BASEBALL'S LIFE LESSONS
were brought to Courtney Clark's third graders at Annie Belle Clark Primary School when Nick Green, a Tift County High alumnus,
recently visited. Green, a professional baseball player for more than a decade and currently on the Boston Red Sox's coaching staff, talked to the students about how hard work pays off later in life. Nick
stressed the importance of following directions and making good choices every day. ... NO FOOTBALL ON TV, that's the latest word from Georgia Public Television about its initial plans to broadcast the Tift High Blue Devils last home game.
Tift County Schools say GPTV has decided they will not be able to broadcast a game from
Brodie Field this season. Well, maybe next year.
... REAL MEN WEAR HIGH HEELS?
Well, they did last
Abraham Baldwin Agricultural College
as men sported women's high heels in the
"Walk a Mile in Her Shoes"
men's march to stop rape, sexual assault and gender violence. Sponsored by
ABAC Chapter of Ga. Association of Nursing Students
, the event raised about $2,000 and brought out scores of men to walk -- or hobble -- in women's shoes, among them the
ABAC baseball team
pictured below showing off their legs and their fancy footwear.
MODERN LIFE QUILT BEING RAFFLED
Wiregrass Quilters Guild met in
Albany recently and a highlight was the display of the
"Modern Life" quilt being raffled as a fundraiser for the
April 2016 Quilt Show in
Shown with the quilt are
Alice McDuffie of Tifton and
Margaret Kimbrel of Leesburg, members of the guild. Tickets may be purchased from any guild member with all funds earmarked to purchase material for charity projects and to fund expenses related to the annual quilt show.
The next meeting of the
Quilters Guild will be
6 p.m. Nov. 12 in
Fitzgerald at the
senior center, 253 Appamatox Road.
Highlights of the November meeting will include election of officers and a program on Kaleidoscope Quilts presented by Candi Reed of Douglas.
229-382-2442 for information.
CHAMBER RECOGNIZES AKINS
AS AMBASSADOR OF THE MONTH
Joe West, chairman of the
Tifton-Tift County Chamber of Commerce, left, presents
Curtis Akins with the Chamber
Ambassador of the Month award for October at Thursday's Chamber of Commerce membership meeting on the
UGA Tifton campus. West, who is also dean of the local campus, gave a talk about some of the attributes of UGA's Tifton campus -- and about agriculture in general -- that folks may not readily know.
A CHALLENGE TO DRIVE OUT HUNGER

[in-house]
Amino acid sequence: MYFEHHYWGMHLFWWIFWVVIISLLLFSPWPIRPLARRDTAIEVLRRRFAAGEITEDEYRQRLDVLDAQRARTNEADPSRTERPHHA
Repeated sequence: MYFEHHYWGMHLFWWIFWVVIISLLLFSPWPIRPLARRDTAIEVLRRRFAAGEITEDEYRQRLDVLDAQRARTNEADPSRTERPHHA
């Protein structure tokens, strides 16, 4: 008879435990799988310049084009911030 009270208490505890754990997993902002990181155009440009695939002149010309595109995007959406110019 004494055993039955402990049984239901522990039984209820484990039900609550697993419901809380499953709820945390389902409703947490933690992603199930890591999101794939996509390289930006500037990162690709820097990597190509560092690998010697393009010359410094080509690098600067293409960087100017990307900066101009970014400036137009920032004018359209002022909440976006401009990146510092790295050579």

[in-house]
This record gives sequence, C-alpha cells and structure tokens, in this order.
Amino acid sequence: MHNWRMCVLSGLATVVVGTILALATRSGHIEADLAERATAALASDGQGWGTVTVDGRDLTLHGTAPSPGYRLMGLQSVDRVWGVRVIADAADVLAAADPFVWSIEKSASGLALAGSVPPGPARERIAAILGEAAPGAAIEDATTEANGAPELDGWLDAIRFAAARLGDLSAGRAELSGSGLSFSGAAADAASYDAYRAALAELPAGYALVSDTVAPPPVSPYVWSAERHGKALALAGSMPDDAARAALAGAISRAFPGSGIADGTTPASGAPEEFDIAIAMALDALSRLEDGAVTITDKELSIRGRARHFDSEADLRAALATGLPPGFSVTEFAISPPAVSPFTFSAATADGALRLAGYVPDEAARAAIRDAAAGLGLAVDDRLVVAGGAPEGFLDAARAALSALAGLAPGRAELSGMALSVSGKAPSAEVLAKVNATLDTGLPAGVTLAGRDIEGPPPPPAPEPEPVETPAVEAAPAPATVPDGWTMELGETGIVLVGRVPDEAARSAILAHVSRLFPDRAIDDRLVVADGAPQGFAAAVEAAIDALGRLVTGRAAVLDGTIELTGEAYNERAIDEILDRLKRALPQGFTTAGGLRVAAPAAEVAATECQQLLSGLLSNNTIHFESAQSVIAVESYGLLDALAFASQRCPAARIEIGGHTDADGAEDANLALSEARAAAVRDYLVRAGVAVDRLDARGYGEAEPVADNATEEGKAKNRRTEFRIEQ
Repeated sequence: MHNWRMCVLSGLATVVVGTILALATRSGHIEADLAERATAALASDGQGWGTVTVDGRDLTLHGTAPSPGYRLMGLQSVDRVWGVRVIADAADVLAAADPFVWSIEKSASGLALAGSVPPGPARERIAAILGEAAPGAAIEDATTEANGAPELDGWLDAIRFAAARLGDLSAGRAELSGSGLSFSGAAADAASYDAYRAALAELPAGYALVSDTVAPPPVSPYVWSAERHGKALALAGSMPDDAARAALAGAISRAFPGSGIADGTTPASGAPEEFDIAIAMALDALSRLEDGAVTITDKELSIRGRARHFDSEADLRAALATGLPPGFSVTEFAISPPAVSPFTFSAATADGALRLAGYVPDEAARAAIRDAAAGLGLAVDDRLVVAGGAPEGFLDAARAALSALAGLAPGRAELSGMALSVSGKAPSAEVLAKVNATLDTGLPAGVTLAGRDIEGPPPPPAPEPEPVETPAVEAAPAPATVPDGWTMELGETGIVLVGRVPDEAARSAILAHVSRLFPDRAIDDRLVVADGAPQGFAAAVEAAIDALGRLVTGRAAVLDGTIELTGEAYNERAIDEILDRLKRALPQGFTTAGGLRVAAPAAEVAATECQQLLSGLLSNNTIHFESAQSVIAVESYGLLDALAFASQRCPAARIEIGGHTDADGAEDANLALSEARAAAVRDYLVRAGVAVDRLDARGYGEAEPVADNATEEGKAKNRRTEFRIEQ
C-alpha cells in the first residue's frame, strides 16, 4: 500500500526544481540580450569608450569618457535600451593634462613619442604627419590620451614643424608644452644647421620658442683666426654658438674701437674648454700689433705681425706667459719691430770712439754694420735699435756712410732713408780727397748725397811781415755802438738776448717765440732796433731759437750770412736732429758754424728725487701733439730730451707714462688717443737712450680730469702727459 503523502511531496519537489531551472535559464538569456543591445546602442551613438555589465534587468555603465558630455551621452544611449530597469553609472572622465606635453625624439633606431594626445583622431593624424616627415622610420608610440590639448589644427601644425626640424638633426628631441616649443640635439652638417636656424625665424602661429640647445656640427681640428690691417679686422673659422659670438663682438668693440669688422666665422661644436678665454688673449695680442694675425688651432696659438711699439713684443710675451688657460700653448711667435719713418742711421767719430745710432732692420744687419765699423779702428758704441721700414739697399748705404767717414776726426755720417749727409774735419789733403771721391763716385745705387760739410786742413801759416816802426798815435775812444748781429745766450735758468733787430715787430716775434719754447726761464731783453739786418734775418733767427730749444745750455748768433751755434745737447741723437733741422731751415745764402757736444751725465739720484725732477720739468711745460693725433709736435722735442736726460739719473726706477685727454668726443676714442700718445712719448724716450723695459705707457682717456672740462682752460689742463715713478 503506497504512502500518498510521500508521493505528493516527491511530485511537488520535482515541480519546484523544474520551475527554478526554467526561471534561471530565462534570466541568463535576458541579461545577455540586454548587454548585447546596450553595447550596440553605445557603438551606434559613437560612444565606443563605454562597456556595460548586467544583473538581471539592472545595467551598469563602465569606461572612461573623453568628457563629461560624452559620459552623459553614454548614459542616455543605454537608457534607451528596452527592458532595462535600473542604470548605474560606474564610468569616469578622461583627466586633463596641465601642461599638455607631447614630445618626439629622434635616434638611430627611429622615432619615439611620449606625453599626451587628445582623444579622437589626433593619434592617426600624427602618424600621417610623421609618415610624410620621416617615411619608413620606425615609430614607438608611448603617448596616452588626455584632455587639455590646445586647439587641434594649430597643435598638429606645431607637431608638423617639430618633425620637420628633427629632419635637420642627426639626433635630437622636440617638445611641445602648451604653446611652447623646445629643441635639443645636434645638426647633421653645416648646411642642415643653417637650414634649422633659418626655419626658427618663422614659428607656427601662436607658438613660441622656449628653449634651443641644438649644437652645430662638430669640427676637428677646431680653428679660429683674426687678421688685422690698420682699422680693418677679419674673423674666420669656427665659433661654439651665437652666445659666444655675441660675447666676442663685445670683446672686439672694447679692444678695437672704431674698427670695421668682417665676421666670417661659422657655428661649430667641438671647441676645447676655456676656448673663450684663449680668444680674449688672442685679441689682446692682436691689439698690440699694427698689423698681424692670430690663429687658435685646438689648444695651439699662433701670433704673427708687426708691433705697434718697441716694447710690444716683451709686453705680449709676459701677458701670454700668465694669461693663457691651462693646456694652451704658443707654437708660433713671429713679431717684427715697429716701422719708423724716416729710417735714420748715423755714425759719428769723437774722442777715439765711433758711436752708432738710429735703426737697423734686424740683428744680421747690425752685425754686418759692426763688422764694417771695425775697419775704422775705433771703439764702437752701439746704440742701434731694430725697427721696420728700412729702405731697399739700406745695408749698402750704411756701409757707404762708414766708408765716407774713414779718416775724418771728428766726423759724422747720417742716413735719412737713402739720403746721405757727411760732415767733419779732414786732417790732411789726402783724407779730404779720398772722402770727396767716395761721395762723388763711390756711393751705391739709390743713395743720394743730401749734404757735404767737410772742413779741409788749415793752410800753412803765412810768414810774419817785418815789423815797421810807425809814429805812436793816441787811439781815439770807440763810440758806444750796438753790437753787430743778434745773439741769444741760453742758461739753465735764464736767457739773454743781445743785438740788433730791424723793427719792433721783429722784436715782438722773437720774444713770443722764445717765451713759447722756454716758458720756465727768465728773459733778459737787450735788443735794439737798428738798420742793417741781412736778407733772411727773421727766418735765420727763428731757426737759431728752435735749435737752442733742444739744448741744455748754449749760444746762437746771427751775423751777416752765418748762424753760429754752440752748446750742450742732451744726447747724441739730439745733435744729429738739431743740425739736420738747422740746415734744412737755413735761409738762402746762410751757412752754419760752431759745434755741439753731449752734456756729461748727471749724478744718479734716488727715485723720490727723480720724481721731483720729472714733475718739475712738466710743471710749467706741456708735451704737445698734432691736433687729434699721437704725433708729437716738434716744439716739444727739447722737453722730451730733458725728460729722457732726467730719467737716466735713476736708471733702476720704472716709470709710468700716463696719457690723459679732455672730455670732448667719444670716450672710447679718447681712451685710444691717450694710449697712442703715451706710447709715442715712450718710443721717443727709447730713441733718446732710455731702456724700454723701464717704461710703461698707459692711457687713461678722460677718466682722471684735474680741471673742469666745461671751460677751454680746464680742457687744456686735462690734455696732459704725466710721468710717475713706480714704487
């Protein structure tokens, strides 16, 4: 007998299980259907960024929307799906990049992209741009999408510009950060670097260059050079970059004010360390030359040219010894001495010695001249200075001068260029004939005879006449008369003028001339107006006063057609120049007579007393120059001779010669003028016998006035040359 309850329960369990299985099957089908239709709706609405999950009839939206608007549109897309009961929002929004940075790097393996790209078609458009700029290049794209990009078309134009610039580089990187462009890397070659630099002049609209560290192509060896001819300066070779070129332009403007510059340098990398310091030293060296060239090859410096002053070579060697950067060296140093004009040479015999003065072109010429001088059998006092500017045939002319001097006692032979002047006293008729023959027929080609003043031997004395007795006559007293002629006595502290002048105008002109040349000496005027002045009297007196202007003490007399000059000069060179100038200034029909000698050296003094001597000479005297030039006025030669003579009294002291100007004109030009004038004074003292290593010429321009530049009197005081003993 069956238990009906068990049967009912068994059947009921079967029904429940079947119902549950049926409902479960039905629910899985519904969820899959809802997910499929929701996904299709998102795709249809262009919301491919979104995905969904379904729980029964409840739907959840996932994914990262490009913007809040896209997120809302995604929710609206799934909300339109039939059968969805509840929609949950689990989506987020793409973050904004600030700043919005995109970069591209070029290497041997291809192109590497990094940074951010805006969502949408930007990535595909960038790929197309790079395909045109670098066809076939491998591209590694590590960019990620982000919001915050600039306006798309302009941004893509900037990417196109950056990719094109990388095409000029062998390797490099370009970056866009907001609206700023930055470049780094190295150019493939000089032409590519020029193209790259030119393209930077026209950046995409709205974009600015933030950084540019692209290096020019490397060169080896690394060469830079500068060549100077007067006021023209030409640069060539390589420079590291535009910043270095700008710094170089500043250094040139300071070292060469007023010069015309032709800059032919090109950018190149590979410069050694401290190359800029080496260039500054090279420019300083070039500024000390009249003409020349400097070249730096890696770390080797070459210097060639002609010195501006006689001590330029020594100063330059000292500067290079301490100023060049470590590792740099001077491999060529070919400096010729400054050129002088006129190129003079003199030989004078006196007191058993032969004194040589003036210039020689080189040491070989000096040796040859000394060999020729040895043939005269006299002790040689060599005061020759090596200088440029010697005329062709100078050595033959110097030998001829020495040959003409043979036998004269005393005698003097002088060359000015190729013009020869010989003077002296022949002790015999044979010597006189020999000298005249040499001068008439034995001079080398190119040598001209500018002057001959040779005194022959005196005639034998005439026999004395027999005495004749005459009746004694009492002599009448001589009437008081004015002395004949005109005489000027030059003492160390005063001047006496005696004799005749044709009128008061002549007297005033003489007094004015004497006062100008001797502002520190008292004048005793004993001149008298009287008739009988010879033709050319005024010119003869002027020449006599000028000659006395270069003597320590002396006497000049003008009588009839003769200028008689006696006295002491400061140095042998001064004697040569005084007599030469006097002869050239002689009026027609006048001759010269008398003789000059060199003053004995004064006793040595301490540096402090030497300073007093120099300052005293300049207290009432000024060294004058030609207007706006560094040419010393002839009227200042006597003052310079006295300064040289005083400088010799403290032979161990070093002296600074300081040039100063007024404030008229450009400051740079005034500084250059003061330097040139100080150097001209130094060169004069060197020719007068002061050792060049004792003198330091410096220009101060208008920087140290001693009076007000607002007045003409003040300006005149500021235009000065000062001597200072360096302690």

All Tifton banks are participating in the United Way of South Central Georgia's "2015 Banking to Drive Out Hunger in Tift County" food drive, and one bank is issuing a challenge.
Maghan W. Campbell, marketing communications director at
South Georgia Banking Co., is challenging all banks to see which one can collect the most canned food during the drive, scheduled to conclude
All Tift County banks have been invited to participate and place a United Way box in their lobbies to collect canned food. The United Way has a goal of collecting 10,000 pounds of food to be used for the Salvation Army, Tiftarea Food Bank, Soup Kitchen, Community Service Center and Brother Charlie's Homeless Shelter for Men.
Residents are reminded to bring canned food to the collection points at the banks.
Among participating banks are Ameris, BB&T, First Community Bank of Tifton, SunTrust Bank, Colony Bank, Commercial Banking Co., DOCO, Southeastern Federal Credit Union and South Georgia Banking Co.
Wonder What's Going On
in the Tiftarea?
...at a Glance
FRIDAY, OCT. 16
- "The Mysterious Case of the Missing Ring," 7 p.m., Tift Theatre for the Performing Arts, Tifton
- Tift County High Blue Devils football vs. Camden County High Wildcats, 7:30 p.m., Brodie Field, Tifton
- Tiftarea Academy Panthers vs. Brookwood School Warriors, 7:30 p.m., Chula
SATURDAY, OCT. 17
- Tiftarea YMCA Fun Mudder, 7 a.m., 184 Connell-Ray Road, Tifton
- ABAC Horseman's Association's NBHA Barrel Race, 8 a.m., ABAC Rodeo Arena, Tifton
- Wiregrass Farmers Market, 9 a.m.-Noon, Ga. Museum of Agriculture, Tifton
- Downtown Tifton Farmers Market, 9 a.m.-12:30 p.m., Old Train Platform, Tifton
- Walk to End Alzheimer's, 10 a.m., ABAC track, Tifton
- Regional Soccer Tournament, Noon, Friendly City Park-Optimist Park Soccer Complex, Tifton
- "The Mysterious Case of the Missing Ring," 3 p.m., Tift Theatre for the Performing Arts, Tifton
Myrtice Walker, 74, Tifton
Jack L. Grubbs Jr., 81, Tifton
Glenna Miller Kincaid, 89, Tifton
Estelle Thomas Ragland, 84, Adel
Troy C. Thomas, 53, Smithville
Martha Burnette Nichols, 62, Irwinville community
Rochelle Parramore, 75, Adel
Debra Rowan Ragland, 59, Adel
Robert L. Thomas, 81, Tifton
Robert B. " Bobby" McGough, 67, Sylvester
Juanita Gray Willis, 100, Tifton
James Buren "J.B." Carr, 86, Tifton
Billie Pearman Nelms, 86, Tiger & Sylvester
Theresa Carolyn Purvis, 68, Alapaha
Joey Myers, 55, Quitman
Price Curtis Jolly, 70, Valdosta
Velma Alneta Davis Fletcher Kimbrell, 77, Fitzgerald
Floyd Henry Hartsfield Sr., 72, Tifton
Sharon "Sherry" Kay Mincey Walden, 58, Tifton
Charlie Lucious Manning, 80, Nashville
James Lucious "Buddy" Nix, 83, Nashville
Dawn DuPree Stone, 69, Fitzgerald
Franklin A. Newell, 68, Ellijay
SERVING YOU WITH PROFESSIONALISM
BEFORE, DURING & AFTER THE SALE
Custom-built home with all updated and upgraded fixtures. Large open Kitchen with utility island, ceramic tile counter top. Foyer has Wood Grain stained ceramic tile. Entertaining back deck with sunken hot tub, above ground pool with extra foam siding for sides and bottom that absorbs heat for longer use of pool. Master Bedroom with custom master bath tub, cabinets, walk-in shower, and walk-in closet. 2 bedrooms share hall bath and half bath located in large laundry room with private entrance for use at pool or hot tub. Den with wood-burning fireplace with fan for even distribution, cathedral ceiling. Large detached double carport with separate shop, all located on extra thick concrete floors. This home is located just minutes from downtown Tifton, Industrial Park, I-75 and Ga. Highway 41. Call today for your private tour of this custom home.